The admissions team also recognizes that different communities have varied access to test preparation, according to Coffin. 

“That’s why testing is so helpful to less advantaged students because when admissions sees, ‘Wow, this student is really excelling in a less than perfect environment,’ that can be a very strong signal for that candidate,” Sacerdote added. 

Coffin emphasized the results of the faculty research study are specific to Dartmouth and are not a “grander statement about higher-ed across the United States.”

“I lead an admission process that has to evaluate 30,000 plus people for 1,200 seats — what’s the best way to do that?” Coffin said. “Holistically, [GPAs and extracurriculars] matter. They always have, they always will.”

However, GPAs — which assumed more importance while the test-optional policy was in effect — are not sufficient data points for the admissions team, according to Coffin.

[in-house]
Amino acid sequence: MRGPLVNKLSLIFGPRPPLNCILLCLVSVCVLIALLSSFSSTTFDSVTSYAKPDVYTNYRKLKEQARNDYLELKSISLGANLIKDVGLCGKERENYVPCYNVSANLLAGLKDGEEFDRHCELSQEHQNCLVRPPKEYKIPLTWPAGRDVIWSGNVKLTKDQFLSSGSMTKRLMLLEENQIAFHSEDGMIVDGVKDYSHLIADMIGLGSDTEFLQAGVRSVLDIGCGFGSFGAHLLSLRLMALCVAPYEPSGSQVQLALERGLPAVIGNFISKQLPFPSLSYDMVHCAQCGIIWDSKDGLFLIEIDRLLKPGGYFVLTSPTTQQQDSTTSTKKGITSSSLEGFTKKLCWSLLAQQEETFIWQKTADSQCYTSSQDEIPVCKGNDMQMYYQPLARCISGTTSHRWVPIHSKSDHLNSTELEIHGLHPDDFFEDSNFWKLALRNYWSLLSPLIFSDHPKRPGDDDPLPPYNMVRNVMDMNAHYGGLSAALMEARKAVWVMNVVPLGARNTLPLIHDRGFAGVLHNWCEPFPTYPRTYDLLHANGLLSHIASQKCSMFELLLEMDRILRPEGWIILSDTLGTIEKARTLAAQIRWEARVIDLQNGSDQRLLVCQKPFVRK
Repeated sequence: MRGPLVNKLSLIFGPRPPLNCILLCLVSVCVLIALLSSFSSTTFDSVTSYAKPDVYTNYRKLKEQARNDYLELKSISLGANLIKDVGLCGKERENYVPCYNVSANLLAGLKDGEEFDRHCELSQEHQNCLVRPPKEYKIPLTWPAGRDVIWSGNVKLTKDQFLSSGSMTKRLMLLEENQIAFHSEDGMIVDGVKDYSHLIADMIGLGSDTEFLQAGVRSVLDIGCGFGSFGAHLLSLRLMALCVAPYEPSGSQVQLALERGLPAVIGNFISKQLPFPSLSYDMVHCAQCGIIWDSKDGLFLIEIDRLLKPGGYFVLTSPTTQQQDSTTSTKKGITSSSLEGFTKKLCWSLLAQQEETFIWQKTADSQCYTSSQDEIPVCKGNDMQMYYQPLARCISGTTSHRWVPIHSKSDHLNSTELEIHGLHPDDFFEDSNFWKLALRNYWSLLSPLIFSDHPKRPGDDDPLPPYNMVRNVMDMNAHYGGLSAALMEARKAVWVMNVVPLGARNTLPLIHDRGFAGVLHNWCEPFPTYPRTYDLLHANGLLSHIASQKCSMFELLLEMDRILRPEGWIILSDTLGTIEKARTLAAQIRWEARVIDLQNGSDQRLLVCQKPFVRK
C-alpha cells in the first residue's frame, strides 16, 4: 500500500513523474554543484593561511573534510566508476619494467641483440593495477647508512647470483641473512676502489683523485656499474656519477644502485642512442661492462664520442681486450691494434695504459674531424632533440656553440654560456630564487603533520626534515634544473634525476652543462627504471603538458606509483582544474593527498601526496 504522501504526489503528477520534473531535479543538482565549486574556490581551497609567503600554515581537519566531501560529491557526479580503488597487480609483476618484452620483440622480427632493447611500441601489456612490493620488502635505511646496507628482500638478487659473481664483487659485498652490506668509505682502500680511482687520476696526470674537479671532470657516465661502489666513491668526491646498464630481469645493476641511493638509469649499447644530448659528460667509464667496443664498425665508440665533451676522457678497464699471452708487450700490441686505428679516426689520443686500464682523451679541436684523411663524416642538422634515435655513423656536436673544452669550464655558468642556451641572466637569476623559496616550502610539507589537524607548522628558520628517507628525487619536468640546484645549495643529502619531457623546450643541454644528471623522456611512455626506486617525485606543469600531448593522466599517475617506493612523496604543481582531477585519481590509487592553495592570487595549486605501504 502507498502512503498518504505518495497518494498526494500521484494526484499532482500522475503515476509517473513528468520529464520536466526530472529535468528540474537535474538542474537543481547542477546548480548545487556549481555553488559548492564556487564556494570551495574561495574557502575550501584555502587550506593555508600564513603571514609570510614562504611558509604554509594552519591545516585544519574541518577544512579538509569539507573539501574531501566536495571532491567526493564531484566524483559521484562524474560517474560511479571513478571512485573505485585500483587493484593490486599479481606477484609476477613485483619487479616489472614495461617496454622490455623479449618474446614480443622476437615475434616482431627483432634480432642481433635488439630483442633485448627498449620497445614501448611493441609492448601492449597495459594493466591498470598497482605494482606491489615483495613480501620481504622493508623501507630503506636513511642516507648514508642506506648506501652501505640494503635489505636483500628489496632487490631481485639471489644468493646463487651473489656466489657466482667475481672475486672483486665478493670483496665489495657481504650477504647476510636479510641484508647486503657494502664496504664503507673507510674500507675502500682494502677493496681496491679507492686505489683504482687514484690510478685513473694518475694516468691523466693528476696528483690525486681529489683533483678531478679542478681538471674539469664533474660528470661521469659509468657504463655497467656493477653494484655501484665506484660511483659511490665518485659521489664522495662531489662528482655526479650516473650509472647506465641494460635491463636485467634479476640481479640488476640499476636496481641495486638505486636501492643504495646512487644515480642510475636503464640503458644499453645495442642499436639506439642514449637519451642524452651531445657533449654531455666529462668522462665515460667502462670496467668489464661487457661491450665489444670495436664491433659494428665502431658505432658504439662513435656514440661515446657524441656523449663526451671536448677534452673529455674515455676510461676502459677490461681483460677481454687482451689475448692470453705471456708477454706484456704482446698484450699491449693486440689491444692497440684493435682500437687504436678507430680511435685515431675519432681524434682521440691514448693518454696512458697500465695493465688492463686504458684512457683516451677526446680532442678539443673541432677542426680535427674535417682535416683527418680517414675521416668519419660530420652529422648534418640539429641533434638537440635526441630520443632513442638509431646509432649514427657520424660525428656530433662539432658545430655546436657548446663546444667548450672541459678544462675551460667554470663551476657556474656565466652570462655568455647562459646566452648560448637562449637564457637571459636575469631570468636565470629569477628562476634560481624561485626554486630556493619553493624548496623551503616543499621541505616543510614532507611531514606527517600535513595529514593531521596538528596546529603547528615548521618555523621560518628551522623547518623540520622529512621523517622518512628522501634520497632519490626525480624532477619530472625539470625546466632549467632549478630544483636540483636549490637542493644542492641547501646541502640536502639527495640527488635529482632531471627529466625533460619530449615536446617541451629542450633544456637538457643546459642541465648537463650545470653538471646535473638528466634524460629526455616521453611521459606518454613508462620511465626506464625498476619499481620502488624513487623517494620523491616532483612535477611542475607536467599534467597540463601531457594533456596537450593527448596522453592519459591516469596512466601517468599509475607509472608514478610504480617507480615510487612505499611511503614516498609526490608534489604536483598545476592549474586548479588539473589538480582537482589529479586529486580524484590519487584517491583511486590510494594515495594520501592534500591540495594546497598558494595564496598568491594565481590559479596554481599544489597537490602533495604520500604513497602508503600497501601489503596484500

“Social science has a concept called the ceiling effect,” Coffin said. “When you plot people in a curve, there’s a cluster at the top of the curve. That’s our applicant pool. Most of the people who apply to Dartmouth are straight A students.”

Coffin said that contextualized testing is an additional data point that can help admissions officers “start to separate out this surplus of ability” and “make more precise decisions” as they review essays, extracurriculars and teacher recommendations. 

“It’s not one or the other,” Coffin said. “It’s both [grades and test scores] together [that] help us make really strong decisions when we admit rates in the single digits.”

Beilock wrote that a test score “doesn’t — and shouldn’t — dictate [Dartmouth’s] admissions decisions” but should “inform” those decisions. 

According to Coffin, around 52% of the applicants who applied to the three test-optional classes opted to submit their applications with a standardized test score, while two thirds of the students who eventually enrolled submitted test scores.